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Phillies promote pitching prospect Sixto Sanchez to Clearwater

The Florida State League will offer a better proving ground for Sanchez's breaking pitches, a change-up and curveball, which still have room for growth.

Sixto Sanchez has been promoted to Clearwater from Lakewood, where he dominated.
Sixto Sanchez has been promoted to Clearwater from Lakewood, where he dominated.Read moreYONG KIM / Staff Photographer

DENVER — Sixto Sanchez possesses an arm that can tempt even the most reserved baseball man, and that is the constant allure of the young Dominican pitcher. It is tempting to think about what he can become. It is tempting to think about fast-tracking him to the majors. It is tempting to think about how everything else could fall into place around him.

"We understand this is a young kid who is relatively new to pitching and has an electric arm," Phillies general manager Matt Klentak said Friday. "We're committed to doing the right thing for his own development. Right now, we're focused on managing the workload, but also making sure he's properly challenged."

That is why Sanchez, who turned 19 last week, will start Saturday night for high-A Clearwater. There was nothing left for him to accomplish in the South Atlantic League. So the Phillies promoted the teenager.

He'll finish the season — his first full professional season — in the Florida State League.

Sanchez has emerged this season as one of the top arms in the minor leagues. He made 13 starts with low-A Lakewood and posted a 2.41 ERA. He struck out 64 and walked nine in 67 1/3 innings. Just one of the 256 batters he faced hit a home run. Opponents batted .191 against him with a total of 10 extra-base hits in 241 at-bats.

It was time for a new test.

"In the South Atlantic League, he can pitch off his fastball and get through lineups pretty easily," Klentak said. "Moving to the Florida State League, he'll need to use his secondary stuff more. It's a good developmental challenge for him."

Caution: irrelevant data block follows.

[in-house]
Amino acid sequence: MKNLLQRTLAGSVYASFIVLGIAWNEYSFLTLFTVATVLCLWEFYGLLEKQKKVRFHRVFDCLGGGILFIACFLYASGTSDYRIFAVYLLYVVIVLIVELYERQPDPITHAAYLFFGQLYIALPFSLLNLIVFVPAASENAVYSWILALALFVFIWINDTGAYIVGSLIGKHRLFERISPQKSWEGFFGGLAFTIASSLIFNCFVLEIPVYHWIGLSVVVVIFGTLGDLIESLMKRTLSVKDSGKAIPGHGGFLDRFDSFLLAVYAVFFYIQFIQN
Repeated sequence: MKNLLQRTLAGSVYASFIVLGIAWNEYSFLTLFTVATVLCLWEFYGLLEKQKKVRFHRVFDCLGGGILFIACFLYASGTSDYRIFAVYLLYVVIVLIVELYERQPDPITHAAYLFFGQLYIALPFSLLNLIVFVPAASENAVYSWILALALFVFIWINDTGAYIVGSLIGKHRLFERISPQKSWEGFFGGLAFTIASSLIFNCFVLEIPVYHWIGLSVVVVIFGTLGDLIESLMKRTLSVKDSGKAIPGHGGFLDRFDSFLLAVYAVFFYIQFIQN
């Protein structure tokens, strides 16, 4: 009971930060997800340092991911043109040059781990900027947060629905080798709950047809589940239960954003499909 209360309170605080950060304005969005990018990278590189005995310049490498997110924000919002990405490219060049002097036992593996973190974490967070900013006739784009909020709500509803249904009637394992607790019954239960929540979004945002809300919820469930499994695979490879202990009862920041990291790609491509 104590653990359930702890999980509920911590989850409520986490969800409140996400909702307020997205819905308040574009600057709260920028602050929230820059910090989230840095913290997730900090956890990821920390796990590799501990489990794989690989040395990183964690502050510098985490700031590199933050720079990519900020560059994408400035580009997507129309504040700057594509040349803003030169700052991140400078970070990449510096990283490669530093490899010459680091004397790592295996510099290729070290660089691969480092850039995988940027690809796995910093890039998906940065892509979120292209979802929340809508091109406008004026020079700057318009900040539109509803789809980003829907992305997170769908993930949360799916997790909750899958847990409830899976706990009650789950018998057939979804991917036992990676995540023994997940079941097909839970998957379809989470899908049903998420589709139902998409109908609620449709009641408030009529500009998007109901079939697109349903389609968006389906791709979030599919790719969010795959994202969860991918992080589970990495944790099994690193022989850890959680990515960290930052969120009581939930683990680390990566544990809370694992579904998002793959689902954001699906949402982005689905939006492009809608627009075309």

The Phillies have handled Sanchez, a Dominican righthander who signed for $35,000, with caution. He remains far from the majors and is inexperienced. They have capped his innings; if he pitches five innings in each of his remaining starts for Clearwater, he could last until the very end of the minor-league season.

Sanchez throws his fastball in the high 90s and can hit triple digits with the pitch, a pitch that he commands well even with the extreme velocity. Clearwater is a better proving ground for his breaking pitches, a change-up and curveball, which can improve.

The promotion is an aggressive one. Sanchez will be the youngest starting pitcher in the entire Florida State League.

The most recent comparable is Julio Urias, who reached the majors with Los Angeles a few months before his 20th birthday. He pitched 100 1/3 innings with the Dodgers last season and this before he succumbed to a major shoulder injury. Urias underwent left anterior capsule surgery in June. He is expected to miss 12-14 months, and how his arm will respond from a rare procedure is unknown.

The Dodgers exerted an abundance of caution in handling Urias. It could be a blueprint for how the Phillies map Sanchez's climb. Urias, a Mexican lefthander, pitched 54 1/3 innings in low-A ball during his first pro season. Sanchez arrived to America a year older than Urias was; Sanchez pitched 54 innings last season in the rookie-level Gulf Coast League.

Urias, in his second minor-league season, totaled 87 2/3 innings at high-A ball. Sanchez, right now, could top that number between Lakewood and Clearwater by the time 2017 is complete.

Both pitchers are listed at 6 feet tall, although Sanchez is smaller than that. Sanchez and Urias share an agent, Scott Boras, who found no fault in the Dodgers' roadmap for Urias in the aftermath of his the shoulder trauma.

Klentak said he expects Sanchez to begin 2018 at Clearwater, so the late-season bump will help him gain some comfort. That could put Sanchez to double-A Reading before next season is finished. Those are lofty expectations, but Sanchez has so far eclipsed everything else in his brief pro career.